Now, after three episodes of easy money, the Fed cannot institute tight money without risking depression. So interest rates remain low and the Fed is buying long Treasuries, both of which bespeak more easy money. And their solution to remove their posteriors from the horns of the dilemma they find themselves on? Why, more easy money, of course! Instead of whisking the punch bowl away, the Fed is ignoring all those who left the party in disgust – a huge and growing number – and instead keep re-filling it for the remaining hard-core drunks like the institutional trading desks. After all, these comprise the Fed’s “member banks…”
Who gains and who loses? Any individual or institution that can borrow cheap and lend dear benefits from low interest rates. But here’s the problem: instead of bankers lending their easy money to entrepreneurs and businesses, which in the econometric model (and previous history) would jump-start the economy, this time they aren’t lending. Why? Are they in worse shape than we imagine and need to build their own capital? Maybe. And certainly the banks and banksters (brokers who became “banks” in name only in order to get their share of the goodies from American taxpayers) have found they can do better by taking the money they borrow at a very low discount rate and re-invest in 100% secure Treasuries, which only continues the easy money spiral — and keeps interest rates lower because of their demand.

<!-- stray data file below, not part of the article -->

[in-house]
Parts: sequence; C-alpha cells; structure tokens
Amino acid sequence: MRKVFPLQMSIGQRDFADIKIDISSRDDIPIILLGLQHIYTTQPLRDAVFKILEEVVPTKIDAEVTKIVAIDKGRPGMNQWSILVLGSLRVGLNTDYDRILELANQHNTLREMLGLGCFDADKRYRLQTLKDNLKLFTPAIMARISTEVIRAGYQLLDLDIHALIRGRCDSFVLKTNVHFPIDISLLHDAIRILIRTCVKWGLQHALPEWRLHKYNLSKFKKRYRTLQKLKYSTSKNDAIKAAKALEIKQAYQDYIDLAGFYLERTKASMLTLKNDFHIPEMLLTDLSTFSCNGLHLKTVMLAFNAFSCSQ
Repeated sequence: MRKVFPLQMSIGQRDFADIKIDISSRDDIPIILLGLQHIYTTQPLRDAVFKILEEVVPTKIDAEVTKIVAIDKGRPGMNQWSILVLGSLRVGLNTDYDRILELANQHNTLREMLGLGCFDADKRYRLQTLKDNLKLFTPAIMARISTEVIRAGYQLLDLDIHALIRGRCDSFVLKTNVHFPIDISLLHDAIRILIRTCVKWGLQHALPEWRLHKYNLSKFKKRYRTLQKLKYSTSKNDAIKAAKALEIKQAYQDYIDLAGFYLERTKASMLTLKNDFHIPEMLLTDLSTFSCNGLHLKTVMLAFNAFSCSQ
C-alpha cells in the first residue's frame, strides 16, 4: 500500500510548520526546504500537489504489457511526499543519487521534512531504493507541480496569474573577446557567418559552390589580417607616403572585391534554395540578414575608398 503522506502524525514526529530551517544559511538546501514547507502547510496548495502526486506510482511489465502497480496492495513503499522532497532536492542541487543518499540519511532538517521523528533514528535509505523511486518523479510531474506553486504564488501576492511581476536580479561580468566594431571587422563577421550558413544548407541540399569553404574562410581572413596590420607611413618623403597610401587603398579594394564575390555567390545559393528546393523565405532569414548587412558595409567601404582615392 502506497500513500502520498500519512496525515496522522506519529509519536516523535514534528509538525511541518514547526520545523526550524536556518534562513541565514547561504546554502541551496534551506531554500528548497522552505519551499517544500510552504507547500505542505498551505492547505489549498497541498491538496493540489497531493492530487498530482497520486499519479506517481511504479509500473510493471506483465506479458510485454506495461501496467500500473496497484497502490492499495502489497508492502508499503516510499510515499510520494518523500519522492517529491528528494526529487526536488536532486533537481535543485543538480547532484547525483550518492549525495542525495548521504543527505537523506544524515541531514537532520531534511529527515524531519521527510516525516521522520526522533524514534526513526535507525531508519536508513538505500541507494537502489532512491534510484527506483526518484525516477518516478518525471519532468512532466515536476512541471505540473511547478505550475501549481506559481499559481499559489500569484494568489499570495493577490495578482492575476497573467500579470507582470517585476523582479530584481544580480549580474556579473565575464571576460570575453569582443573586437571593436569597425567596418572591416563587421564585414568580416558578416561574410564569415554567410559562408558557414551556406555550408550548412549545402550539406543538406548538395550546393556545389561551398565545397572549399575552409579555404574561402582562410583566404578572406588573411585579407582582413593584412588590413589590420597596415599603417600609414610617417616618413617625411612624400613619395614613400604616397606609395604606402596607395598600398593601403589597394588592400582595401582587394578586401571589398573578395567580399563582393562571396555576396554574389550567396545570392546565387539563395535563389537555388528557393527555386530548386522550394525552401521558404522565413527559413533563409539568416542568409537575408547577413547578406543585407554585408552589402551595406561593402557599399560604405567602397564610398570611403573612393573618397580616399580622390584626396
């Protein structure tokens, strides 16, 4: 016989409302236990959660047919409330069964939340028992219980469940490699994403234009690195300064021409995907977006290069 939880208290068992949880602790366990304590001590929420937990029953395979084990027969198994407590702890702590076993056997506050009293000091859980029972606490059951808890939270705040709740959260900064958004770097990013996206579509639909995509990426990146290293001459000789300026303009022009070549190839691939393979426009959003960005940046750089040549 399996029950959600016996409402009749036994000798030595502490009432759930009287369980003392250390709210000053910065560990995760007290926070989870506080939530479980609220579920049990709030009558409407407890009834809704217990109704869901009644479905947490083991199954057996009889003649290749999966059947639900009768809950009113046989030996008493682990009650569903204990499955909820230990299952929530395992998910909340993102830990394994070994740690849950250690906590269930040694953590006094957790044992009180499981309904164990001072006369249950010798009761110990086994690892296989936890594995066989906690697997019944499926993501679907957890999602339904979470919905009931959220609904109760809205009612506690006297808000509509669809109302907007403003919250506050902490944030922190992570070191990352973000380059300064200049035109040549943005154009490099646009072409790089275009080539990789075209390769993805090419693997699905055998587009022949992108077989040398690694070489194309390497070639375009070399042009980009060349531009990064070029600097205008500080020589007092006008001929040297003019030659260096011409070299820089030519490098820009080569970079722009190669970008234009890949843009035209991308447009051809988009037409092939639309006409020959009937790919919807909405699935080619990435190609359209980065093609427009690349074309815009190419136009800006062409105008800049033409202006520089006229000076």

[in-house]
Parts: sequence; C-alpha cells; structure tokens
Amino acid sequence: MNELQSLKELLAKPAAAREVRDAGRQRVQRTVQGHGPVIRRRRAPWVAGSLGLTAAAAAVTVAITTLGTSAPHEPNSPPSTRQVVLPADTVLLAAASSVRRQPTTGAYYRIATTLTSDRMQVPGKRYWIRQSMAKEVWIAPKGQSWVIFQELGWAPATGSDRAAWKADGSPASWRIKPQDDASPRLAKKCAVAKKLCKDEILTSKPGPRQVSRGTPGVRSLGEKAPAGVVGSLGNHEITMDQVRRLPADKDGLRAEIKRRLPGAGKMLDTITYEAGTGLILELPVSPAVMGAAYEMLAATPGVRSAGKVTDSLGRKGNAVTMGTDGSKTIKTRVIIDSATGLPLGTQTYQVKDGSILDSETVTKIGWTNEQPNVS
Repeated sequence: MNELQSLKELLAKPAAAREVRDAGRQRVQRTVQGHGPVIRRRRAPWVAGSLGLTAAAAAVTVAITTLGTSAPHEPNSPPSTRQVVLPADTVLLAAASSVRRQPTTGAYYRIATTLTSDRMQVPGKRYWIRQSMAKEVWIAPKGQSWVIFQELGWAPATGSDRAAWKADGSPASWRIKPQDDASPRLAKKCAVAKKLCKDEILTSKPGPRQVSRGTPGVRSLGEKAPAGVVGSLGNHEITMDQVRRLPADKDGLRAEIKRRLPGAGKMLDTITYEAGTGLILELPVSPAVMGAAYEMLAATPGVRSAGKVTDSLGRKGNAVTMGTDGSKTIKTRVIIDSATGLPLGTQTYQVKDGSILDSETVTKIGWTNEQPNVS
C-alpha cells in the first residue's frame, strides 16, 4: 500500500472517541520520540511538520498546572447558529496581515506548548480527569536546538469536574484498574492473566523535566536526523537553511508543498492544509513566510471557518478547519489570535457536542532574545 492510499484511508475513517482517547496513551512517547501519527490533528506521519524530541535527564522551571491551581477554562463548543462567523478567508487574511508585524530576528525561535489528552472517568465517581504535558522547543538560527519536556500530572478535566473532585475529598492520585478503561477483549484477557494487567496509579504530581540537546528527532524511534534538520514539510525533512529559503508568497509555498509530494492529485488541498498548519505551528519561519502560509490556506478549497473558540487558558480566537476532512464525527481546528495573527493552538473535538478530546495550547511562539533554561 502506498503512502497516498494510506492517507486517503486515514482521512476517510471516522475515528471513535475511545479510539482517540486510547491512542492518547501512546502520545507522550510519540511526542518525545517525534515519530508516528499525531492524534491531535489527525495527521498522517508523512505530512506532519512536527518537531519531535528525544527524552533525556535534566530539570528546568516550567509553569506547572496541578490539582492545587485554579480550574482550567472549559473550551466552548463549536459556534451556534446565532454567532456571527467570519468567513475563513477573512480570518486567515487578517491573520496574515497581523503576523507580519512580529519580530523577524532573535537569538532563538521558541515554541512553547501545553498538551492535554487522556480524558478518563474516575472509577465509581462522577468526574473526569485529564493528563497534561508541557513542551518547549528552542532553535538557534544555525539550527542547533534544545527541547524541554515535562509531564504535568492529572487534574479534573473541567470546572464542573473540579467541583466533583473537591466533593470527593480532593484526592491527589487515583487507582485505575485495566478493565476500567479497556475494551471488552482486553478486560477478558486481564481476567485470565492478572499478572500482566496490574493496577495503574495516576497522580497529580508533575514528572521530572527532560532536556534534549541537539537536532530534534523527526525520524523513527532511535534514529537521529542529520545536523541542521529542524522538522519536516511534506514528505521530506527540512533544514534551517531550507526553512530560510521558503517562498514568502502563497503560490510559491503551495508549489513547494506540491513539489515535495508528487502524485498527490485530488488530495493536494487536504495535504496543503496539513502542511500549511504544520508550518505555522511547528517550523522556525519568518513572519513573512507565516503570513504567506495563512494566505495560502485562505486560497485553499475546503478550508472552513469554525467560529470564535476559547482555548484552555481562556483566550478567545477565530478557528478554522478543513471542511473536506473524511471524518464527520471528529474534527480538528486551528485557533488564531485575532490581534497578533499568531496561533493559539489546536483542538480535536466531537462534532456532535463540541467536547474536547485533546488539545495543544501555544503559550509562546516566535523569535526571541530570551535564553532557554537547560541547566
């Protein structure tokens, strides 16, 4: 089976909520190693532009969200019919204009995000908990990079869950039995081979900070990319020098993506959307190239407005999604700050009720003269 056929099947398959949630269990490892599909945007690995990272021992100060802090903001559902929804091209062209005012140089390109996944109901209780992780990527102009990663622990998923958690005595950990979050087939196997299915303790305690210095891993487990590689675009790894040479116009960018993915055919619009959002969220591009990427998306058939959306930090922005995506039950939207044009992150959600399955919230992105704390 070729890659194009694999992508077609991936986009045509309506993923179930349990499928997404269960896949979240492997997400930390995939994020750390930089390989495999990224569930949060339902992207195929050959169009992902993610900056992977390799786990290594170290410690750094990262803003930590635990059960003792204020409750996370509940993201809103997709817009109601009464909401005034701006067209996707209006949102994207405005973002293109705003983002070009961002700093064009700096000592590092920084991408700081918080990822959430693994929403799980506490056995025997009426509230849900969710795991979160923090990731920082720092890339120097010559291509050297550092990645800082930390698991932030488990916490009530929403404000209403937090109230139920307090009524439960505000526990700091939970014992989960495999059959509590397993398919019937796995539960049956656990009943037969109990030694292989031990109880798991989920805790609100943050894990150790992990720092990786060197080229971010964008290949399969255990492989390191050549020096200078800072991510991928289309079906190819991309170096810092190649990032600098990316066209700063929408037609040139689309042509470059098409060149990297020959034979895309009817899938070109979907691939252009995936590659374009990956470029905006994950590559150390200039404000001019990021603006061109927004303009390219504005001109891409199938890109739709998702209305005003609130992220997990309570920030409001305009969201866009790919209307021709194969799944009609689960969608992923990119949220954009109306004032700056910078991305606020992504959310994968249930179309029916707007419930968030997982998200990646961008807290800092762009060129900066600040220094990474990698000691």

The whole idea of easy money is to create growth. But along with that, of course, the cost of any commodity denominated in dollars will rise, adding to inflationary pressure. Those yearning for QEIII (more easy money) don’t seem to understand that with one hand the Fed is giving a boost to the markets but with the other, inevitably giving a boost to the price of oil, copper, corn, wheat, gas, etc.
The winners are the banksters who have only to collect the float between the discount rate and their no-risk investments. Other winners are central government which, in this administration, has already hired more central government employees in 3 years than any other in history, all the while pontificating that “the private sector is doing fine” and telling those of us who worked 14 hours a day to build our businesses and paid the taxes to fund roads, bridges and all those new bureaucrats, “you didn’t build it yourself.”
The losers are states and municipalities that cannot simply print money at will. They are laying off workers just as the central government is hiring them. The biggest losers, of course, are you and me and our fellow citizens who must buy food for their table or gas for their car. The hardest hit are those living on fixed income who have seen their investment returns descend to levels below the level of inflation and taxes.